We take carnosine supplements daily, and I also use a carnosine eye drop called Can-C which has been shown to remove cross-linking in the eye's cornea to gradually and safely heal cataracts. I used Can-C for several months, then took several years off, now I'm doing it again. I had started to get the pre-cataract "yellowing" of my corneas the first time I used it at around age 50, but the Can-C cleared it up. Last year I was actually diagnosed with early cataracts, so now I'm being more diligent. I found out recently that I had been using too little for an effective dose. I now drop about four drops per day into each eye, and I'm looking forward to amazing my eye doctor this spring, 2011.
Keeping your blood sugar in the low range of normal will also fight glycosylation, of course. This is why diabetics suffer from accelerated aging - excess blood sugar accelerates glycosylation. Keeping your weight down definitely helps to fight high blood sugar, but it takes quite a while after you lose weight before your blood sugar responds. If you have a problem with blood sugar, following a low-carbohydrate diet helps tremendously. And it helps immediately.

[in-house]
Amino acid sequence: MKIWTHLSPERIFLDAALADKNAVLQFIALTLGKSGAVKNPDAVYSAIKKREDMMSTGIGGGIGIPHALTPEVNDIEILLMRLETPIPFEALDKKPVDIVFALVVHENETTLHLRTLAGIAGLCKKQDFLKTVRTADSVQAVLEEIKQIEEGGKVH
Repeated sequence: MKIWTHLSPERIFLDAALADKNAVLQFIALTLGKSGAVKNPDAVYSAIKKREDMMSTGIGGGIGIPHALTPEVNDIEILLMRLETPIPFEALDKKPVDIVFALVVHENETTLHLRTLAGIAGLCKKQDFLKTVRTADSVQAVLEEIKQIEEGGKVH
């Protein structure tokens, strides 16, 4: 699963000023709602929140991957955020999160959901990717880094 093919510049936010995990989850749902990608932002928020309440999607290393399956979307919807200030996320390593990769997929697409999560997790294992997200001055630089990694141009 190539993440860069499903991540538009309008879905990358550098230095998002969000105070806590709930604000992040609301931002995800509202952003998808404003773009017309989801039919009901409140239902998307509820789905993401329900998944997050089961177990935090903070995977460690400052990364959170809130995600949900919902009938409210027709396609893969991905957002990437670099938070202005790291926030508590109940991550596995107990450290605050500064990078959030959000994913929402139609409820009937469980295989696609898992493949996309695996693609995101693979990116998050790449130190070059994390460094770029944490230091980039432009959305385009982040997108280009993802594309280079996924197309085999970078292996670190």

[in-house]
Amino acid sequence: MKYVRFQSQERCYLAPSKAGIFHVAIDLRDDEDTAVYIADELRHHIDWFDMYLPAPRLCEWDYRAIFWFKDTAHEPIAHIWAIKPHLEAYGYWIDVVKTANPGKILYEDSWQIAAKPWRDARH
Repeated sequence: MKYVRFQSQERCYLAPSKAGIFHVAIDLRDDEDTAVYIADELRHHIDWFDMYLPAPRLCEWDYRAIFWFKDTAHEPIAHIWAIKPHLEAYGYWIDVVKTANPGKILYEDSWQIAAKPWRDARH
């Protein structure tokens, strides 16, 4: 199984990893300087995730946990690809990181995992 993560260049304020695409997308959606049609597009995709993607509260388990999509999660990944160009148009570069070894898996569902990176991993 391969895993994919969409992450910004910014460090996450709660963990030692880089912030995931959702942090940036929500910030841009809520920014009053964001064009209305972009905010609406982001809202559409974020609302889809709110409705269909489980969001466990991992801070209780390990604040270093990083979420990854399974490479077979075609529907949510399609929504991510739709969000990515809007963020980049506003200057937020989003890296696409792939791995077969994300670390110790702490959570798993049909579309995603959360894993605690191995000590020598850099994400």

One of the best ways to fight inflammation is to lose fat, especially belly fat (visceral fat). Aim for the low end of the "healthy" weight range for your height, sex and age. You need some fat for cushioning, for appearance, and to produce hormones, but you don't need a lot.
Inflammation fighting supplements are fish oil, Co-Q-10 and SODzyme.
Fighting free radicals
According to Stay 40 Without Diet or Exercise, by Dr. Richard Lippman, taking truly srong free radical quenchers such as BHT, N-Acetyl Cysteine or his own patented formula, will cut the number of free radicals in your body as much as possible. His book doesn't actually say that you can stay 40 years old, but his photo on the cover is promising. NAC and BHT are fairly inexpensive.